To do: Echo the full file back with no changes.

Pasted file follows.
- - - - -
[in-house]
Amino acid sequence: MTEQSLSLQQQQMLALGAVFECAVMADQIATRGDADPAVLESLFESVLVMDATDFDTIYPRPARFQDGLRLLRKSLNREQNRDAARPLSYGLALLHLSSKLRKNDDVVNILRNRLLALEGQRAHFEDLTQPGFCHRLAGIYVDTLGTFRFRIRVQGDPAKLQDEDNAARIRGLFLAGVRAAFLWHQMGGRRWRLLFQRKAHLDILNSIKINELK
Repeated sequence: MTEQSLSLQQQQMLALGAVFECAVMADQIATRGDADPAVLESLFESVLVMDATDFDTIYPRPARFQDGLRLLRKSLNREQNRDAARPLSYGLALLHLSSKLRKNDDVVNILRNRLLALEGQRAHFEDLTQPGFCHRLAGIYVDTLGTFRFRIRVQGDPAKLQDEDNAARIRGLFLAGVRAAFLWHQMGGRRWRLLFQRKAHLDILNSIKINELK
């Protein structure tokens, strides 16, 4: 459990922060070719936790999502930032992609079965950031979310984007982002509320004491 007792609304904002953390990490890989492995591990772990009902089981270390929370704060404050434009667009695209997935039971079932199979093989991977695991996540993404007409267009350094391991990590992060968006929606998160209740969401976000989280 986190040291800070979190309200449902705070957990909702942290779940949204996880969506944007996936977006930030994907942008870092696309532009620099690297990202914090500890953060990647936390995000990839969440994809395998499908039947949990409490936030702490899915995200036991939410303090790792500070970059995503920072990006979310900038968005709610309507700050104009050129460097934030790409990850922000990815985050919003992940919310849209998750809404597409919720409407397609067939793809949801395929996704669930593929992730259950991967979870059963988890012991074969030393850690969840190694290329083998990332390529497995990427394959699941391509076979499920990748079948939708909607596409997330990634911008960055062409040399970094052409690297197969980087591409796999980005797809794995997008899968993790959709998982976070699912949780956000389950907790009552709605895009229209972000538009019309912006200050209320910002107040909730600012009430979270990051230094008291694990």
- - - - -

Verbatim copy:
[in-house]
Amino acid sequence: MTEQSLSLQQQQMLALGAVFECAVMADQIATRGDADPAVLESLFESVLVMDATDFDTIYPRPARFQDGLRLLRKSLNREQNRDAARPLSYGLALLHLSSKLRKNDDVVNILRNRLLALEGQRAHFEDLTQPGFCHRLAGIYVDTLGTFRFRIRVQGDPAKLQDEDNAARIRGLFLAGVRAAFLWHQMGGRRWRLLFQRKAHLDILNSIKINELK
Repeated sequence: MTEQSLSLQQQQMLALGAVFECAVMADQIATRGDADPAVLESLFESVLVMDATDFDTIYPRPARFQDGLRLLRKSLNREQNRDAARPLSYGLALLHLSSKLRKNDDVVNILRNRLLALEGQRAHFEDLTQPGFCHRLAGIYVDTLGTFRFRIRVQGDPAKLQDEDNAARIRGLFLAGVRAAFLWHQMGGRRWRLLFQRKAHLDILNSIKINELK
């Protein structure tokens, strides 16, 4: 459990922060070719936790999502930032992609079965950031979310984007982002509320004491 007792609304904002953390990490890989492995591990772990009902089981270390929370704060404050434009667009695209997935039971079932199979093989991977695991996540993404007409267009350094391991990590992060968006929606998160209740969401976000989280 986190040291800070979190309200449902705070957990909702942290779940949204996880969506944007996936977006930030994907942008870092696309532009620099690297990202914090500890953060990647936390995000990839969440994809395998499908039947949990409490936030702490899915995200036991939410303090790792500070970059995503920072990006979310900038968005709610309507700050104009050129460097934030790409990850922000990815985050919003992940919310849209998750809404597409919720409407397609067939793809949801395929996704669930593929992730259950991967979870059963988890012991074969030393850690969840190694290329083998990332390529497995990427394959699941391509076979499920990748079948939708909607596409997330990634911008960055062409040399970094052409690297197969980087591409796999980005797809794995997008899968993790959709998982976070699912949780956000389950907790009552709605895009229209972000538009019309912006200050209320910002107040909730600012009430979270990051230094008291694990």